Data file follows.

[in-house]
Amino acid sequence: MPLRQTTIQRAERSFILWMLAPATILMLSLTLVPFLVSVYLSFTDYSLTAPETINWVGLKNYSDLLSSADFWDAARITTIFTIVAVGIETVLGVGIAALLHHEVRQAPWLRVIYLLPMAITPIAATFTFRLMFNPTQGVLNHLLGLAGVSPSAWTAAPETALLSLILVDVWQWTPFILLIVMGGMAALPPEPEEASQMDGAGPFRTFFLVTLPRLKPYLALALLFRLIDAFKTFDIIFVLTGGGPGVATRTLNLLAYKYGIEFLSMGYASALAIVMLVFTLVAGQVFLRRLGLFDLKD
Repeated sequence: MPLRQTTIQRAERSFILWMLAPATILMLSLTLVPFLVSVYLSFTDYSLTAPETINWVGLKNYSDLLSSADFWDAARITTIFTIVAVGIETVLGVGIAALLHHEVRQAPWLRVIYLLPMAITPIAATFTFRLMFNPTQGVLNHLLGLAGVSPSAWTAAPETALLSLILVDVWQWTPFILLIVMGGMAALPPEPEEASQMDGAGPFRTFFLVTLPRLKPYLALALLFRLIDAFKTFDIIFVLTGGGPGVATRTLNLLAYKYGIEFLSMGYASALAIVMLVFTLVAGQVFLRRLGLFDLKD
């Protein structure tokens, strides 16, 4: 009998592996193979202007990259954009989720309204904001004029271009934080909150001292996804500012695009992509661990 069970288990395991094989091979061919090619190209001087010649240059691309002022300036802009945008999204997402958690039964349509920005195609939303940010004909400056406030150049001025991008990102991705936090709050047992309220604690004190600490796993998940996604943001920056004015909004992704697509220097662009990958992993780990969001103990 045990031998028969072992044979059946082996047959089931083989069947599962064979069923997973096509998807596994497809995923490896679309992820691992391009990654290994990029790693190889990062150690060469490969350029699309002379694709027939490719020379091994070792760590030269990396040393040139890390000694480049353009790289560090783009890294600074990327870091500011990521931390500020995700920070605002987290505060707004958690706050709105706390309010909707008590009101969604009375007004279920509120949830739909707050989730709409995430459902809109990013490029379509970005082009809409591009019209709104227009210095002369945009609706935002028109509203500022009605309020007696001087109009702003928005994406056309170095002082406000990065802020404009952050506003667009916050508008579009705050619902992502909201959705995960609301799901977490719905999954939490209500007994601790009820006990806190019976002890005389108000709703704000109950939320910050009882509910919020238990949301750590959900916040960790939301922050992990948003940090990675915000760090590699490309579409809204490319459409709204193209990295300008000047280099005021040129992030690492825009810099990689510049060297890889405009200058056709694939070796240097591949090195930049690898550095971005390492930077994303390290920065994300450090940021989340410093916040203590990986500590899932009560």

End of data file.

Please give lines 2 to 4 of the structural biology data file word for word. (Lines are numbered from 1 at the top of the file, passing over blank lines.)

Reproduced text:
Amino acid sequence: MPLRQTTIQRAERSFILWMLAPATILMLSLTLVPFLVSVYLSFTDYSLTAPETINWVGLKNYSDLLSSADFWDAARITTIFTIVAVGIETVLGVGIAALLHHEVRQAPWLRVIYLLPMAITPIAATFTFRLMFNPTQGVLNHLLGLAGVSPSAWTAAPETALLSLILVDVWQWTPFILLIVMGGMAALPPEPEEASQMDGAGPFRTFFLVTLPRLKPYLALALLFRLIDAFKTFDIIFVLTGGGPGVATRTLNLLAYKYGIEFLSMGYASALAIVMLVFTLVAGQVFLRRLGLFDLKD
Repeated sequence: MPLRQTTIQRAERSFILWMLAPATILMLSLTLVPFLVSVYLSFTDYSLTAPETINWVGLKNYSDLLSSADFWDAARITTIFTIVAVGIETVLGVGIAALLHHEVRQAPWLRVIYLLPMAITPIAATFTFRLMFNPTQGVLNHLLGLAGVSPSAWTAAPETALLSLILVDVWQWTPFILLIVMGGMAALPPEPEEASQMDGAGPFRTFFLVTLPRLKPYLALALLFRLIDAFKTFDIIFVLTGGGPGVATRTLNLLAYKYGIEFLSMGYASALAIVMLVFTLVAGQVFLRRLGLFDLKD
């Protein structure tokens, strides 16, 4: 009998592996193979202007990259954009989720309204904001004029271009934080909150001292996804500012695009992509661990 069970288990395991094989091979061919090619190209001087010649240059691309002022300036802009945008999204997402958690039964349509920005195609939303940010004909400056406030150049001025991008990102991705936090709050047992309220604690004190600490796993998940996604943001920056004015909004992704697509220097662009990958992993780990969001103990 045990031998028969072992044979059946082996047959089931083989069947599962064979069923997973096509998807596994497809995923490896679309992820691992391009990654290994990029790693190889990062150690060469490969350029699309002379694709027939490719020379091994070792760590030269990396040393040139890390000694480049353009790289560090783009890294600074990327870091500011990521931390500020995700920070605002987290505060707004958690706050709105706390309010909707008590009101969604009375007004279920509120949830739909707050989730709409995430459902809109990013490029379509970005082009809409591009019209709104227009210095002369945009609706935002028109509203500022009605309020007696001087109009702003928005994406056309170095002082406000990065802020404009952050506003667009916050508008579009705050619902992502909201959705995960609301799901977490719905999954939490209500007994601790009820006990806190019976002890005389108000709703704000109950939320910050009882509910919020238990949301750590959900916040960790939301922050992990948003940090990675915000760090590699490309579409809204490319459409709204193209990295300008000047280099005021040129992030690492825009810099990689510049060297890889405009200058056709694939070796240097591949090195930049690898550095971005390492930077994303390290920065994300450090940021989340410093916040203590990986500590899932009560």